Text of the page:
Britons urged to quit Libyan city
Published 25/01/2013 | 01:35
Schools are among the possible targets of imminent threats to westerners in the Libyan city of Benghazi, according to reports.
All Britons have been urged by the Government to leave the city after it became aware of the "specific and imminent threat", just days after a deadly hostage crisis in the neighbouring country of Algeria. Germany, Canada and Netherlands citizens have also been warned by their governments to immediately leave the eastern Libyan city.
European officials, who did not want to be named, told The Associated Press that schools, businesses and offices of non-governmental organisations were among the potential targets.
The UK Foreign Office has been advising against all but essential travel to most of the country since last September, but stepped up its warning on Thursday.
A spokesman said: "We are now aware of a specific and imminent threat to westerners in Benghazi, and urge any British nationals who remain there against our advice to leave immediately. The British Embassy in Tripoli has been in contact with British nationals for whom we have contact details to alert them to the advice."
Adel Mansouri, principal of the International School of Benghazi who has both British and Libyan citizenship, said UK and foreign citizens were warned in the last few days about a possible threat to Westerners.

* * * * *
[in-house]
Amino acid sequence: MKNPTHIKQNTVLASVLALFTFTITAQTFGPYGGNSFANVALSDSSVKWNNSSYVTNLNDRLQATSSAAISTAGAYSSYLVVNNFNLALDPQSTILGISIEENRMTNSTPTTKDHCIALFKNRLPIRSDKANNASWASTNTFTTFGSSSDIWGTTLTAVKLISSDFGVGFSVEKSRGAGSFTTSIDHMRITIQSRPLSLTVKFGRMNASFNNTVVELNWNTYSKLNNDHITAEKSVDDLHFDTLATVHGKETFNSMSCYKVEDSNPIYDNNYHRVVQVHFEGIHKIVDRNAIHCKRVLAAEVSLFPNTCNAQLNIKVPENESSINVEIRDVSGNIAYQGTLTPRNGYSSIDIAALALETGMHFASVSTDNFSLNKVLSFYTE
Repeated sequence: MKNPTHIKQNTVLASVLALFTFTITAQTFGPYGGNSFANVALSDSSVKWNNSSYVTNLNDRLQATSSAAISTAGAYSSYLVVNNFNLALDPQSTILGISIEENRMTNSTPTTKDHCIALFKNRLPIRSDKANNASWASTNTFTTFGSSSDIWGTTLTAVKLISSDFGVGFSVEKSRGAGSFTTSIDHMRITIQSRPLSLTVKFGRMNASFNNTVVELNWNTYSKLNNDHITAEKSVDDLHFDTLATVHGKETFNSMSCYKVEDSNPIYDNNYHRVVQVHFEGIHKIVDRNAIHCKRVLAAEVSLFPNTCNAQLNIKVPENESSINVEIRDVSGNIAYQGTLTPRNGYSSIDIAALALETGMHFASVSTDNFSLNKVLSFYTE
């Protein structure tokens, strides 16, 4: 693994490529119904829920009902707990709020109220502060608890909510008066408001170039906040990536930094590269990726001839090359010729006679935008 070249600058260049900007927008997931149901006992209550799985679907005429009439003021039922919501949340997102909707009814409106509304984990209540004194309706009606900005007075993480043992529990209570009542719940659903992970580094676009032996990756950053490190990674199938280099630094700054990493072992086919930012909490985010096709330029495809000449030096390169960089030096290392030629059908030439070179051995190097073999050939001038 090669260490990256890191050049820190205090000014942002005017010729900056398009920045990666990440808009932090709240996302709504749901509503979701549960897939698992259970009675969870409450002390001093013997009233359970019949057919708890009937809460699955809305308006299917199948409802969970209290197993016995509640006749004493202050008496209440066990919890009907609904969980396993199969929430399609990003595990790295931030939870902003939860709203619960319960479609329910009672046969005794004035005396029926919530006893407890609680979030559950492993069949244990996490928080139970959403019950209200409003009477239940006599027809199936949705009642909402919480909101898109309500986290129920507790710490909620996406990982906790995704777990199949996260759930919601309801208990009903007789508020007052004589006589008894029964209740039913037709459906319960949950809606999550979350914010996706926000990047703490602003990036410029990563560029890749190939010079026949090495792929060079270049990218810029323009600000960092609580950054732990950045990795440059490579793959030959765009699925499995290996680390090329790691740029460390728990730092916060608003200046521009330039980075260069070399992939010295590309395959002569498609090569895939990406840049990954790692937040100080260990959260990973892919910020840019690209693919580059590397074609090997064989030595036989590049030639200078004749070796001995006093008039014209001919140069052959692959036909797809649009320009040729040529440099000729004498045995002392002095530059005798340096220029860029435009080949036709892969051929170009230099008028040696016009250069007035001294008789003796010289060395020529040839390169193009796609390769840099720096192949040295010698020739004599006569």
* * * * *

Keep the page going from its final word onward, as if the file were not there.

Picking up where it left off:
He added that the school's teachers were given the option of leaving but decided to stay. The school has some 540 students, most of which are Libyan with 40 holding dual nationality and less than 5% are British. He said: "We told the British ambassador we are staying, and we'll be in touch. We don't see a threat on the ground."
The dangers in the wake of Muammar Gaddafi's overthrow are said to include "indiscriminate" terrorist attacks against foreign travellers and kidnapping. The French military action in Mali, which has received British logistical support, has also raised the threat of retaliatory strikes on westerners.
Benghazi was the stronghold of the Western-backed revolt that eventually ended Gaddafi's hold on power in Libya. However, Britain has not had any diplomatic presence in the city since an attack on the US mission last September that killed American ambassador Chris Stevens and three of his colleagues.
Libyan officials have reportedly condemned the move as "not rational" and have demanded an explanation from the Foreign Office.